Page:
My review can be read here. I warn, however, that Hartman’s pace is indeed steady and slow. Seraphina takes some time to read, which appears to be one of the chief complaints among reviewers.

These are my recommendations this week! If you have read either book, I would love to hear your thoughts.
x

Book Review: Seraphina (Seraphina #1) by Rachel Hartman

Seraphina (Seraphina, #1)Seraphina by Rachel Hartman

My rating: ★★★★★

I am sensationally drunk on admiration. Some books exist in this world that — once I read them — leave me wishing a simple “in awe” would suffice as a complete review. For all the years I’ve lived: where, oh, where has Rachel Hartman been? I sat for days staring at the computer as my review didn’t write itself, like my brain was sucked dry of words. An unintelligible but love-struck sigh came out instead, and I began to wonder how I’d get my vocabulary back.

Impressionable for its descriptive world and striking characters, Hartman gives one of the most refreshing stories I’ve had the pleasure to read. Divided between voice, structure, and artistry, clever allure runs equally. Out of all the reading I do, high fantasy is not a genre I typically aim to read often (let alone get excited for). Like a bug, I caught the pre-release hype and couldn’t help but force this book onto other people’s to-read lists.

(This consisted of discrete advertisements, such as inserting a Seraphina-related link in an e-mail about Why My Day Sucks, or quick mentions in between sentences concerning weekend plans. Various tactics of peer pressure, slipping ear buds on while someone innocently slept — audio repeating a particular chant — and propaganda (can lead to victories). No one was safe. I was a spam-bot and do not apologize.)

Then, once the book was released and I started reading, my tongue threatened fireballs of rage to anyone who dare disagree that Seraphina is enjoyable. My goodness, God forbid people think different thoughts and have different tastes than me, because that’s wrong.

I remember being born.

In fact, I remember a time before that. There was no light, but there was music; joints creaking, blood rushing, the heart’s staccato lullaby, a rich symphony of indigestion. Sound enfolded me, and I was safe.

Then my world split open, and I was thrust into a cold and silent brightness. I tried to fill the emptiness with my screams, but the space was too vast. I raged, but there was no going back.

Thus begins Seraphina Dombegh’s venture into life. Banned from the outside world by an overprotective father, the young protagonist grows into an exceptionally smart and curious individual. Keen hearing and inborn talent, one out of many rules she is expected to obey becomes the source of stewing irritation: she is forbidden to play music. “Half lawyer,” Seraphina “always noticed the loopholes.” Realizing that no one forbade self-instruction, lessons began. Determined, Seraphina intended to shame her father into allowing music lessons by an “impromptu performance” — a thought and hope that resulted in a broken flute and a terrified, upset Mr. Dombegh.

Soon after, truth behind her father’s fear and unwavering vigilance surfaces as her life undergoes an irreversible change. In that moment, Seraphina realized how different she truly is and the lengths she must go to keep it secret. Disgusted by what she is and forced to conceal it, Seraphina locks in a constant struggle between separating herself from others but feeling desperate to withdraw from loneliness. Highly intelligent and often bold, she doesn’t crouch in fear. She rises to the occasion and willfully takes courageous first steps when others hesitate.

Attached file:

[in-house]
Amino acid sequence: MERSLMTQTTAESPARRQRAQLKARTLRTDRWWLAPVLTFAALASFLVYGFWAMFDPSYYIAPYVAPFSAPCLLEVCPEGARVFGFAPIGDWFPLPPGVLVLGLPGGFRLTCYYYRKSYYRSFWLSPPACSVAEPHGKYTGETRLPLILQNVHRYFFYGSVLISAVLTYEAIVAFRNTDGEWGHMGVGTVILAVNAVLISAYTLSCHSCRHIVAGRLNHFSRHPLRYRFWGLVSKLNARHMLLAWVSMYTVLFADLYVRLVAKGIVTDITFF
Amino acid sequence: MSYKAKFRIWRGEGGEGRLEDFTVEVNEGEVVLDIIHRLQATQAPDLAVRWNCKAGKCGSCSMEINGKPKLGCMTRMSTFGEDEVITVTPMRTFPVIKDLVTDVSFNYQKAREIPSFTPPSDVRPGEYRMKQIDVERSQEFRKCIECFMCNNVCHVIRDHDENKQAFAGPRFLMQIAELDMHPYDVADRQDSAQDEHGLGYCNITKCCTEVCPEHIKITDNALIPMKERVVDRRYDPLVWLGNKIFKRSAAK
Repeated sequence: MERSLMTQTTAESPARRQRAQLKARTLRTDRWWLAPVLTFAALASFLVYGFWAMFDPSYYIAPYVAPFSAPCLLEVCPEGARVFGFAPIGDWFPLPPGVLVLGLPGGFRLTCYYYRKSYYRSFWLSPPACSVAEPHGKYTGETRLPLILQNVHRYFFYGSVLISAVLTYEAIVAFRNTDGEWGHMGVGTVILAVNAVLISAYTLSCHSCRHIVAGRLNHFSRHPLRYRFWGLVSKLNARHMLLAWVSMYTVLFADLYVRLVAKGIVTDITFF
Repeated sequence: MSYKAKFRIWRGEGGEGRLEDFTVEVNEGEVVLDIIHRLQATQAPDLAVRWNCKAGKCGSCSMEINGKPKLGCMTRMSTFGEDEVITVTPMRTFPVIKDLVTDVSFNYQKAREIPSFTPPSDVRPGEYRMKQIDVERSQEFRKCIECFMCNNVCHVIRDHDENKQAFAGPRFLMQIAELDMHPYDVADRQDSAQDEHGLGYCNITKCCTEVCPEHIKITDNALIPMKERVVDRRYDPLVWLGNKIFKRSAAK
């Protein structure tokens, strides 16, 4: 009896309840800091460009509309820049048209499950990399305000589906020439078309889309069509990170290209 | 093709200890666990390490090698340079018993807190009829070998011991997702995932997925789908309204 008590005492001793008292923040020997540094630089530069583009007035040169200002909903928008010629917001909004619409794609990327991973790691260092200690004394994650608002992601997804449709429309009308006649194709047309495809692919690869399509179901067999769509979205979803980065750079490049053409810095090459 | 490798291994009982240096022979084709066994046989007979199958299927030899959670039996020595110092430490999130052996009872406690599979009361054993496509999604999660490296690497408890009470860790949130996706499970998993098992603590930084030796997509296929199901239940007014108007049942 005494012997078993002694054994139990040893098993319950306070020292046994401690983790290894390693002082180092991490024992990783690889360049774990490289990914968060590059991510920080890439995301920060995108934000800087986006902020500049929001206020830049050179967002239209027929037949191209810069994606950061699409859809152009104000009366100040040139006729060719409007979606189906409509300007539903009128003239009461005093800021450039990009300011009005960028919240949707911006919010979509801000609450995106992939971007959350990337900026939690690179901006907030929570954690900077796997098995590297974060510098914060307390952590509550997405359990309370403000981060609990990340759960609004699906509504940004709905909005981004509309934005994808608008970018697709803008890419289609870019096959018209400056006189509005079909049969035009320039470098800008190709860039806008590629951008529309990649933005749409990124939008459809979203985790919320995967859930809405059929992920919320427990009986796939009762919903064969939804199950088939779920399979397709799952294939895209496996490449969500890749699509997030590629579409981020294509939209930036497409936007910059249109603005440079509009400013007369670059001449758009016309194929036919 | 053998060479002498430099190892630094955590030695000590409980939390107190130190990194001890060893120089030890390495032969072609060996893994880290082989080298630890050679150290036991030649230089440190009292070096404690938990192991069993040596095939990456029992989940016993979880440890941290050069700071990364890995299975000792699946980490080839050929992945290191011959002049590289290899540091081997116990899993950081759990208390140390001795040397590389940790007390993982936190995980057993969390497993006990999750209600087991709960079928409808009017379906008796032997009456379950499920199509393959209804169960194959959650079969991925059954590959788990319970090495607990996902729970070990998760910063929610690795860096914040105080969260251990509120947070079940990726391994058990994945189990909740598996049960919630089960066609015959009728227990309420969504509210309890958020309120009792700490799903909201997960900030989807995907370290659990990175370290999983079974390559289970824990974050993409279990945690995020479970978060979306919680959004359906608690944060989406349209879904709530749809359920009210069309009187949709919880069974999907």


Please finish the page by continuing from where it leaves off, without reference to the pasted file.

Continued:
Finally free, however, to develop her knack for creating musical beauty, Seraphina trains under the saarantras Orma. (Saarantras: a dragon in human form.) As her ability blooms, a reputation steadily builds, and anonymity is no longer an option once she gains entry into castle walls. Assistant to Viridius, the court composure, and tutor to crowned Princess Glisselda, word of the greatly talented Seraphina spreads.

Due to her younger years of home-bound isolation and instinctual reminder of self-protection, this musical prodigy presents herself as socially aloof. Regardless, her oddities and status work hard for the very attention she wishes to shy away from. Interests rouse, and with it brings Prince Lucian Kiggs: friend or foe?

Sometimes the truth has difficulty breaching the city walls of our beliefs. A lie, dressed in the correct livery, passes through more easily.

Dragons are not majestic, beautiful creatures that instill fear by the sheer power they possess. Instead, dragons are animals of nonchalant, calculating, and cunning nature, detested by many humans. Likewise, humans are also thought as loathsome: stubborn to die, humans multiply and scatter and ruin a dragon’s hunting ground. Yet emotions (messy as they are and foreign to the indifferent dragons) and the human aptitude for art make people interesting. Hence, these qualities lean in favor of establishing an agreement between the species.

After forty years of peace among dragon and humankind, the body of Prince Rufus is discovered and seemingly decapitated by a rogue dragon. As Treaty Eve draws near, tensions rise and jeopardize the union upheld by Comonot’s Treaty. Heading the murder investigation is Prince Lucian, who — intrigued by her knowledge — wraps Seraphina inside the mystery as a fellow partner-of-justice. Together, as they work to solve the case, the two discover that Prince Rufus’s death is only the first tipped domino in a plot designed to capsize the peace.